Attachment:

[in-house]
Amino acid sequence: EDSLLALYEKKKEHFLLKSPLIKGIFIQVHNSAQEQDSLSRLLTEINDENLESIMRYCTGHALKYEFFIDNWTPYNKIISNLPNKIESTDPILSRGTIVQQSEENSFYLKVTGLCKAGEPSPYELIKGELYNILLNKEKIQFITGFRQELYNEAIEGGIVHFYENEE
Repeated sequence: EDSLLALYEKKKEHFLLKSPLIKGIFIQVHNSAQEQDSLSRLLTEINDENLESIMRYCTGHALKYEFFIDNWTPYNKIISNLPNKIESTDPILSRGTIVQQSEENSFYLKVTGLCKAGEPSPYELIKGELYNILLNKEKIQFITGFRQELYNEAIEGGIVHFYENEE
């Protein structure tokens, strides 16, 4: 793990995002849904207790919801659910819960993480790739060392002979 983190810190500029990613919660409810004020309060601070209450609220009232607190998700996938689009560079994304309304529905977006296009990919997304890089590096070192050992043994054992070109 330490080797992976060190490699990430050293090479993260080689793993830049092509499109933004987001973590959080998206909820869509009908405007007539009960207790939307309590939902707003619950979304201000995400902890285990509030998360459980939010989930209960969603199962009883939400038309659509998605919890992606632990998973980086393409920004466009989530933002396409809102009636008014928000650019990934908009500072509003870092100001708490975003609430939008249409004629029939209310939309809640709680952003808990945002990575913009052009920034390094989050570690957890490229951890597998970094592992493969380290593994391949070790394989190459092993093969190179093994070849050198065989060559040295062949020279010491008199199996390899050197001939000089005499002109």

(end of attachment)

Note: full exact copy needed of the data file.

[in-house]
Amino acid sequence: EDSLLALYEKKKEHFLLKSPLIKGIFIQVHNSAQEQDSLSRLLTEINDENLESIMRYCTGHALKYEFFIDNWTPYNKIISNLPNKIESTDPILSRGTIVQQSEENSFYLKVTGLCKAGEPSPYELIKGELYNILLNKEKIQFITGFRQELYNEAIEGGIVHFYENEE
Repeated sequence: EDSLLALYEKKKEHFLLKSPLIKGIFIQVHNSAQEQDSLSRLLTEINDENLESIMRYCTGHALKYEFFIDNWTPYNKIISNLPNKIESTDPILSRGTIVQQSEENSFYLKVTGLCKAGEPSPYELIKGELYNILLNKEKIQFITGFRQELYNEAIEGGIVHFYENEE
């Protein structure tokens, strides 16, 4: 793990995002849904207790919801659910819960993480790739060392002979 983190810190500029990613919660409810004020309060601070209450609220009232607190998700996938689009560079994304309304529905977006296009990919997304890089590096070192050992043994054992070109 330490080797992976060190490699990430050293090479993260080689793993830049092509499109933004987001973590959080998206909820869509009908405007007539009960207790939307309590939902707003619950979304201000995400902890285990509030998360459980939010989930209960969603199962009883939400038309659509998605919890992606632990998973980086393409920004466009989530933002396409809102009636008014928000650019990934908009500072509003870092100001708490975003609430939008249409004629029939209310939309809640709680952003808990945002990575913009052009920034390094989050570690957890490229951890597998970094592992493969380290593994391949070790394989190459092993093969190179093994070849050198065989060559040295062949020279010491008199199996390899050197001939000089005499002109």